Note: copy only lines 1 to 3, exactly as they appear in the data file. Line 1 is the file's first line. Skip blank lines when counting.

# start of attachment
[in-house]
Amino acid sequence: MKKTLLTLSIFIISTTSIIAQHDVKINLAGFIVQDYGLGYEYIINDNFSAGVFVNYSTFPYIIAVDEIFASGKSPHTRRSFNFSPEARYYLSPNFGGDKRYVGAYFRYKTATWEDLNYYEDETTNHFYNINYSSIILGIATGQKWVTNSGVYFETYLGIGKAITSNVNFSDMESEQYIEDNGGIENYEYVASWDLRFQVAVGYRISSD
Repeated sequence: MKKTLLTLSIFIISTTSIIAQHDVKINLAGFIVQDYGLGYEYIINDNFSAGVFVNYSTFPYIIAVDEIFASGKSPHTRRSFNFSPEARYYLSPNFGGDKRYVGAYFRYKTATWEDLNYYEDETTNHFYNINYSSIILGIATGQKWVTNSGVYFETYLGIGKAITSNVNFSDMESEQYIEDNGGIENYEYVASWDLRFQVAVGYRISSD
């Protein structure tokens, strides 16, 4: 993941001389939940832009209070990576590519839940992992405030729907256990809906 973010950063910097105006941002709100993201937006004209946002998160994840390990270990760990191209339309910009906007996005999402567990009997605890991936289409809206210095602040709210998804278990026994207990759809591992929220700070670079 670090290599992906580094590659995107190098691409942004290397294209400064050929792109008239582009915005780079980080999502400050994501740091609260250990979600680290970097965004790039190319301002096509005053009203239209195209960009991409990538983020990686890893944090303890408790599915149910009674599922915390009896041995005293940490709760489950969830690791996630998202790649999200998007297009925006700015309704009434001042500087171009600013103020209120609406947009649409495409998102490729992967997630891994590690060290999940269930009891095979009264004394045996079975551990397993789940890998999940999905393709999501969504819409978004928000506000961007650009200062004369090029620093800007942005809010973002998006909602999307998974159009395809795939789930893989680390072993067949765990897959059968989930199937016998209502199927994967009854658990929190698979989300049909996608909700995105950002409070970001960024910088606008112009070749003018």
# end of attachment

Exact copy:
[in-house]
Amino acid sequence: MKKTLLTLSIFIISTTSIIAQHDVKINLAGFIVQDYGLGYEYIINDNFSAGVFVNYSTFPYIIAVDEIFASGKSPHTRRSFNFSPEARYYLSPNFGGDKRYVGAYFRYKTATWEDLNYYEDETTNHFYNINYSSIILGIATGQKWVTNSGVYFETYLGIGKAITSNVNFSDMESEQYIEDNGGIENYEYVASWDLRFQVAVGYRISSD
Repeated sequence: MKKTLLTLSIFIISTTSIIAQHDVKINLAGFIVQDYGLGYEYIINDNFSAGVFVNYSTFPYIIAVDEIFASGKSPHTRRSFNFSPEARYYLSPNFGGDKRYVGAYFRYKTATWEDLNYYEDETTNHFYNINYSSIILGIATGQKWVTNSGVYFETYLGIGKAITSNVNFSDMESEQYIEDNGGIENYEYVASWDLRFQVAVGYRISSD